This is an exciting time for Mantle of the Expert in New Zealand. We have a curriculum that encourages teachers to explore new and innovative pedagogies with key competencies at the forefront. We're also seeing a new focus on localised curriculum, including the teaching of local stories and histories. And, of course there's an urgent need to prepare our young people for the uncertainties and 'wicked problems' faced by humans around the globe. With Mantle of the Expert to make teaching and learning integrated, authentic, and engaging we can help learners to become creative, critical, empathic and collaborative citizens of the twenty-first century.
by Dr Viv Aitken. Adapted from NZ Education Review article July 3 2009.
Forester, K. Call in the Experts TES Magazine, 19 May 2006
Holland, C. & O’Connor, P. (2004) Like Writing off the paper: Report on Student learning in the arts NZ Ministry of Education: Research Division
Other quotes sourced from www.mantleoftheexpert.com.
What do teachers say?
To me it is a very important form of inquiry learning. Using drama – kids develop more empathy when studying countries or scientific ideas or whatever. It's that empathy that I've really come to appreciate. You just don’t get that through any other form of inquiry.
RM - Primary school teacher
One of the features is that it steps children up into leadership and being more grown up. They don’t just talk about being an expert – they become an expert. Power sharing is huge. It allows children to go down pathways as experts and that is rare for children to have so much power.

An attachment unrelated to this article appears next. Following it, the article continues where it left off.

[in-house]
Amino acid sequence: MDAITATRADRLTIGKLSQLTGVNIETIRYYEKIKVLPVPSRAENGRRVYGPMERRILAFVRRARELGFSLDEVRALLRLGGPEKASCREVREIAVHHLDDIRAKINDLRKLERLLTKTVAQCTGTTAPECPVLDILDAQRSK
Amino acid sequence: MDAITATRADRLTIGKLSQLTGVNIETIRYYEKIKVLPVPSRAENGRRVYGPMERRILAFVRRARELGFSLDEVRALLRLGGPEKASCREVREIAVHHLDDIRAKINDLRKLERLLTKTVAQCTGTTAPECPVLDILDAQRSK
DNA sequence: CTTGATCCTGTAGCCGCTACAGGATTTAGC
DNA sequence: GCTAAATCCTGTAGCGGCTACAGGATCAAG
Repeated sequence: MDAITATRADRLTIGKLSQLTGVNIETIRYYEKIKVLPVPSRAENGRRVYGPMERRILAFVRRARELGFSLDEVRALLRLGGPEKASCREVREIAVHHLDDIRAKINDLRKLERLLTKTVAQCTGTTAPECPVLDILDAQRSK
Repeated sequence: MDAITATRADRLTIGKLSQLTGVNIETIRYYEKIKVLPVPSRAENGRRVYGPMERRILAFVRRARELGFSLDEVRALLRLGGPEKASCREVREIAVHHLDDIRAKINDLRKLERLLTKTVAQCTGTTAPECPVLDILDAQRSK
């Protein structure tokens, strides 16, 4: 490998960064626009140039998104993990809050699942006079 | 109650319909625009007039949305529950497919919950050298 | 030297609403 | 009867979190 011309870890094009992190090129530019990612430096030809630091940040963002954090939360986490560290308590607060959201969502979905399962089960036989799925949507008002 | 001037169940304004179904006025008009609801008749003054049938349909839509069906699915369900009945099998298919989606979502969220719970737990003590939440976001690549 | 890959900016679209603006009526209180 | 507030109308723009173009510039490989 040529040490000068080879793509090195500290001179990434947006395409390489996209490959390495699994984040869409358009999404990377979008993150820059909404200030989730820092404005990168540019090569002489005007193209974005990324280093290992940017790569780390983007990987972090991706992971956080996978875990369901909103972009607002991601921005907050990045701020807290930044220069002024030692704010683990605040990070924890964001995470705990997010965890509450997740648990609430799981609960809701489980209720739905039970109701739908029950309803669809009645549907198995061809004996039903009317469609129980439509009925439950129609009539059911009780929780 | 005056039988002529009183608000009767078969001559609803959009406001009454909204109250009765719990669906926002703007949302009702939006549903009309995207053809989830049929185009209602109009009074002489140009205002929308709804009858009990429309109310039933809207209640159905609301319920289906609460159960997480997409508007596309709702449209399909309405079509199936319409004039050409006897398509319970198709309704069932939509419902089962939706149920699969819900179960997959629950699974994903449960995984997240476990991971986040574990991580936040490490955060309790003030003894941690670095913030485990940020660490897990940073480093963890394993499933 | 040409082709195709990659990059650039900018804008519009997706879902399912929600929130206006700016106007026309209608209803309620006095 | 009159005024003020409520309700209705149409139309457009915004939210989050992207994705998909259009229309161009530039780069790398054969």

GG - Deputy Principal
It encompasses everything about the ‘effective teacher profile’ … Co-construction, student voice and the acknowledgement of cultural capital and prior knowledge. This is so key - particularly for our Māori and Pasifika students - to believe their own knowledge base is important.
KW - High School teacher
I have used Mantle to achieve accelerated literacy results at my school and I am currently working alongside two teachers who are really excited to be using this unique pedagogy that not only engages students but achieves academic results.
SB Deputy Principal
Where can I read more?
Mantle of the Expert - a brief introduction from Fraser, Aitken & Whyte Connecting Curriculum, Linking Learning Wellington: NZCER.
A Beginner's Guide to Mantle of the Expert (Taylor, 2016)